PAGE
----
Furthermore, Norström and Rossow conducted a study to understand the relationship between marijuana and crime. Their research was directed by the question, whether cannabis use and violence had a link and used an approach that reduces the chances of confusion. The methodology used in their research was by the use of secondary data collection. Raw data obtained from the second the third Young in Norway Longitudinal Study. The focal point of this data collection was to extract information on marijuana use and criminal behavioral change in the users of the drug (Norström & Rossow, 2014). Disputably, the data collected was sufficient for the analysis. The data analysis techniques used to synthesize their findings was fixed-effects analysis.

The findings from this research depended on the outcome of the fixed-effects modelling analysis. The technique enabled the evaluation of the relationship between crime activities suggesting that an increase in the regular occurrence of crime was directly proportional to the increased use of marijuana. Further supporting the results, they disregarded the confusion brought about by the existence of time invariance. The findings from the study indicated that a 10% rise in marijuana consumption resulted in a 0.4% increase in the regularity of violence (Norström & Rossow, 2014). Conclusively, a substantial statistical relationship demonstrated that an increase in the use of cannabis significantly increased crime.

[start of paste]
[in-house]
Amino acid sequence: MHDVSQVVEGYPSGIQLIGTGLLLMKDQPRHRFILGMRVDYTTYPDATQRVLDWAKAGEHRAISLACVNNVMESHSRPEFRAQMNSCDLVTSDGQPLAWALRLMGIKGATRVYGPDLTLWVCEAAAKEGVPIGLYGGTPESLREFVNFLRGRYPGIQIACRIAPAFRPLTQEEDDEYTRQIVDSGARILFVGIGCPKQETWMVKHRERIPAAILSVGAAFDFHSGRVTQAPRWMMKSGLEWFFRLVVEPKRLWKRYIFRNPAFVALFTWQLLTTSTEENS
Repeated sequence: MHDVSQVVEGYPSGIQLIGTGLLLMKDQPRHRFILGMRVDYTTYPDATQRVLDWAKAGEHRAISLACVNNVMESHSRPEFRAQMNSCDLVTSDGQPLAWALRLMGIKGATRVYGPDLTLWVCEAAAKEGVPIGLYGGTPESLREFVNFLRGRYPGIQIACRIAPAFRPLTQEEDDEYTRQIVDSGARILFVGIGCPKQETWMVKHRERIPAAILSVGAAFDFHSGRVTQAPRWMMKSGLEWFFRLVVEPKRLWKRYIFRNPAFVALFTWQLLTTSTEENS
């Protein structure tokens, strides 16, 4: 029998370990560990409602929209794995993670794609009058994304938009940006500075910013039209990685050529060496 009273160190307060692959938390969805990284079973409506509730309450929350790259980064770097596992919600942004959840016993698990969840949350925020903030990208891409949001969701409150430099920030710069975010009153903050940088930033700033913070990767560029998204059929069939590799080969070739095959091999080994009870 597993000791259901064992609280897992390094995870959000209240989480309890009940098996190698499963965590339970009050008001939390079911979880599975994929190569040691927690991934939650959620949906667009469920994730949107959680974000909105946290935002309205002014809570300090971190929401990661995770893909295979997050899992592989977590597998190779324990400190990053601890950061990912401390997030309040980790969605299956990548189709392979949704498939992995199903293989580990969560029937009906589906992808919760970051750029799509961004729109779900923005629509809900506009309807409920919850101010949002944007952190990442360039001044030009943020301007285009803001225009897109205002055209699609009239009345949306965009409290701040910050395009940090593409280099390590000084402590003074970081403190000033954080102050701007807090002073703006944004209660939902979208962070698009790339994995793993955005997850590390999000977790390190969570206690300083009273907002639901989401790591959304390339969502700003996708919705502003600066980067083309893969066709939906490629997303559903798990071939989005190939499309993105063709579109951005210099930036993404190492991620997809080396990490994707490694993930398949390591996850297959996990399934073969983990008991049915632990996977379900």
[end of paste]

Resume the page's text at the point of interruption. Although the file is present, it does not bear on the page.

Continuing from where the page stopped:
Ahmed, J. U. (2010). Documentary research method: New dimensions. Indus Journal of Management & Social Sciences4(1), 1-14.

Weisburd, D., Lum, C. M., & Petrosino, A. (2001). Does research design affect study outcomes in criminal justice?. The Annals of the American Academy of Political and Social Science578(1), 50-70.

Morris, R. G., TenEyck, M., Barnes, J. C., & Kovandzic, T. V. (2014). The effect of medical marijuana laws on crime: evidence from state panel data, 1990-2006. PloS one9(3), e92816.

Neuman, W. L. (2013). Social research methods: Qualitative and quantitative approaches. Pearson education.

Norström, T., & Rossow, I. (2014). Cannabis use and violence: Is there a link?. Scandinavian journal of public health42(4), 358-363.

Schoeler, T., Theobald, D., Pingault, J. B., Farrington, D. P., Jennings, W. G., Piquero, A. R., … & Bhattacharyya, S. (2016). Continuity of cannabis use and violent offending over the life course. Psychological medicine46(8), 1663-1677.